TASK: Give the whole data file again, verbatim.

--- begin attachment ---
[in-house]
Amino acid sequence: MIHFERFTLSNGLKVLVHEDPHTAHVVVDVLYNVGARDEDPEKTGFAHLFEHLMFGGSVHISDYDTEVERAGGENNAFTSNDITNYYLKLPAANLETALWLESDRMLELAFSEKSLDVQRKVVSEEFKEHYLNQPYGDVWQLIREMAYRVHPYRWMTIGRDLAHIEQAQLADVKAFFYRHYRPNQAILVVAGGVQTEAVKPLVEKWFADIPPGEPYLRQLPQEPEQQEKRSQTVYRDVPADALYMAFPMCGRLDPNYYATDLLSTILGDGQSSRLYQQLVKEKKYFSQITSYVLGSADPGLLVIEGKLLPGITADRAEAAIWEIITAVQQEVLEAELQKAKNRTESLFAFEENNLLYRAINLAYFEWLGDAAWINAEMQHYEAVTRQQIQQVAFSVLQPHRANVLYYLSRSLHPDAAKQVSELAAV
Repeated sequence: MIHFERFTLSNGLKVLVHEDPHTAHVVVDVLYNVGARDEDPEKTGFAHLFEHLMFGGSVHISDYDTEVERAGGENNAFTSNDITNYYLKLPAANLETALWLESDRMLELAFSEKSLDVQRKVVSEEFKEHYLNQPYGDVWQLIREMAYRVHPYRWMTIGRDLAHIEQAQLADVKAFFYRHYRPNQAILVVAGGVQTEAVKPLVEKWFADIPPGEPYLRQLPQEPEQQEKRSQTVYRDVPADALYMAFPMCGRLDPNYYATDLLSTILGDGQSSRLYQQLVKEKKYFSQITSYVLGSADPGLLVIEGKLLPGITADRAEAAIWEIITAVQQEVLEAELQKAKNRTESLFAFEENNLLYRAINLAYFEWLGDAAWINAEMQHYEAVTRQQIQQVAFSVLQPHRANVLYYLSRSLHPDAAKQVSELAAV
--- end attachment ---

[in-house]
Amino acid sequence: MIHFERFTLSNGLKVLVHEDPHTAHVVVDVLYNVGARDEDPEKTGFAHLFEHLMFGGSVHISDYDTEVERAGGENNAFTSNDITNYYLKLPAANLETALWLESDRMLELAFSEKSLDVQRKVVSEEFKEHYLNQPYGDVWQLIREMAYRVHPYRWMTIGRDLAHIEQAQLADVKAFFYRHYRPNQAILVVAGGVQTEAVKPLVEKWFADIPPGEPYLRQLPQEPEQQEKRSQTVYRDVPADALYMAFPMCGRLDPNYYATDLLSTILGDGQSSRLYQQLVKEKKYFSQITSYVLGSADPGLLVIEGKLLPGITADRAEAAIWEIITAVQQEVLEAELQKAKNRTESLFAFEENNLLYRAINLAYFEWLGDAAWINAEMQHYEAVTRQQIQQVAFSVLQPHRANVLYYLSRSLHPDAAKQVSELAAV
Repeated sequence: MIHFERFTLSNGLKVLVHEDPHTAHVVVDVLYNVGARDEDPEKTGFAHLFEHLMFGGSVHISDYDTEVERAGGENNAFTSNDITNYYLKLPAANLETALWLESDRMLELAFSEKSLDVQRKVVSEEFKEHYLNQPYGDVWQLIREMAYRVHPYRWMTIGRDLAHIEQAQLADVKAFFYRHYRPNQAILVVAGGVQTEAVKPLVEKWFADIPPGEPYLRQLPQEPEQQEKRSQTVYRDVPADALYMAFPMCGRLDPNYYATDLLSTILGDGQSSRLYQQLVKEKKYFSQITSYVLGSADPGLLVIEGKLLPGITADRAEAAIWEIITAVQQEVLEAELQKAKNRTESLFAFEENNLLYRAINLAYFEWLGDAAWINAEMQHYEAVTRQQIQQVAFSVLQPHRANVLYYLSRSLHPDAAKQVSELAAV